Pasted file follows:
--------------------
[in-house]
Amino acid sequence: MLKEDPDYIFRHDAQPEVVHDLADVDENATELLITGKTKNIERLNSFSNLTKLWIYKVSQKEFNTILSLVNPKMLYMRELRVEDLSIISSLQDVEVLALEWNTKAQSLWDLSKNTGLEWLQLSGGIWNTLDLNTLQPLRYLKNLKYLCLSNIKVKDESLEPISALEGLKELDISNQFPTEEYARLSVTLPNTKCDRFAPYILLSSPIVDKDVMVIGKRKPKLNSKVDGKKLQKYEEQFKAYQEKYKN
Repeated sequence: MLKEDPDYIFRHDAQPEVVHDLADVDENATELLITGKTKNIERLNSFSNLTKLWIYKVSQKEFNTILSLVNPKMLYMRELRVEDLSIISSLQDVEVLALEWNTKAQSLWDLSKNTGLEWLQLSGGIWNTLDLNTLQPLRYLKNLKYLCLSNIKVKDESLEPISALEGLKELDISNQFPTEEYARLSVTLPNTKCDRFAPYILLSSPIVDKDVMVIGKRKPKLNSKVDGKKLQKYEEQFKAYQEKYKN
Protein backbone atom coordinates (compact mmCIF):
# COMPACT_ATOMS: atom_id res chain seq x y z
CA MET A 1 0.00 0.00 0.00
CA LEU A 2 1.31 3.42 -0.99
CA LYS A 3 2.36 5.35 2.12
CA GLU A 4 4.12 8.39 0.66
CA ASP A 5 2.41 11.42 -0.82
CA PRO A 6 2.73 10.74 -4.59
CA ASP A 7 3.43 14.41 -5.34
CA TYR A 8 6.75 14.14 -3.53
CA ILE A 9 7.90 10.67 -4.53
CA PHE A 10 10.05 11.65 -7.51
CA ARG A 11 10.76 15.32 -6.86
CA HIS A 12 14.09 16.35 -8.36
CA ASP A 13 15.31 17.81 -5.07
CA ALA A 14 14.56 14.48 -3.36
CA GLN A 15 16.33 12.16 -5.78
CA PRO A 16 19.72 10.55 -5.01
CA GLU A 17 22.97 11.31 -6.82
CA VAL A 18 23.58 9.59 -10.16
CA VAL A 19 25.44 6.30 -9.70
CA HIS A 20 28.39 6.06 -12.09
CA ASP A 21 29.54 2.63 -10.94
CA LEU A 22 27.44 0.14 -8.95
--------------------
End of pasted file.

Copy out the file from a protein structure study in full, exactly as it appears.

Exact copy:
[in-house]
Amino acid sequence: MLKEDPDYIFRHDAQPEVVHDLADVDENATELLITGKTKNIERLNSFSNLTKLWIYKVSQKEFNTILSLVNPKMLYMRELRVEDLSIISSLQDVEVLALEWNTKAQSLWDLSKNTGLEWLQLSGGIWNTLDLNTLQPLRYLKNLKYLCLSNIKVKDESLEPISALEGLKELDISNQFPTEEYARLSVTLPNTKCDRFAPYILLSSPIVDKDVMVIGKRKPKLNSKVDGKKLQKYEEQFKAYQEKYKN
Repeated sequence: MLKEDPDYIFRHDAQPEVVHDLADVDENATELLITGKTKNIERLNSFSNLTKLWIYKVSQKEFNTILSLVNPKMLYMRELRVEDLSIISSLQDVEVLALEWNTKAQSLWDLSKNTGLEWLQLSGGIWNTLDLNTLQPLRYLKNLKYLCLSNIKVKDESLEPISALEGLKELDISNQFPTEEYARLSVTLPNTKCDRFAPYILLSSPIVDKDVMVIGKRKPKLNSKVDGKKLQKYEEQFKAYQEKYKN
Protein backbone atom coordinates (compact mmCIF):
# COMPACT_ATOMS: atom_id res chain seq x y z
CA MET A 1 0.00 0.00 0.00
CA LEU A 2 1.31 3.42 -0.99
CA LYS A 3 2.36 5.35 2.12
CA GLU A 4 4.12 8.39 0.66
CA ASP A 5 2.41 11.42 -0.82
CA PRO A 6 2.73 10.74 -4.59
CA ASP A 7 3.43 14.41 -5.34
CA TYR A 8 6.75 14.14 -3.53
CA ILE A 9 7.90 10.67 -4.53
CA PHE A 10 10.05 11.65 -7.51
CA ARG A 11 10.76 15.32 -6.86
CA HIS A 12 14.09 16.35 -8.36
CA ASP A 13 15.31 17.81 -5.07
CA ALA A 14 14.56 14.48 -3.36
CA GLN A 15 16.33 12.16 -5.78
CA PRO A 16 19.72 10.55 -5.01
CA GLU A 17 22.97 11.31 -6.82
CA VAL A 18 23.58 9.59 -10.16
CA VAL A 19 25.44 6.30 -9.70
CA HIS A 20 28.39 6.06 -12.09
CA ASP A 21 29.54 2.63 -10.94
CA LEU A 22 27.44 0.14 -8.95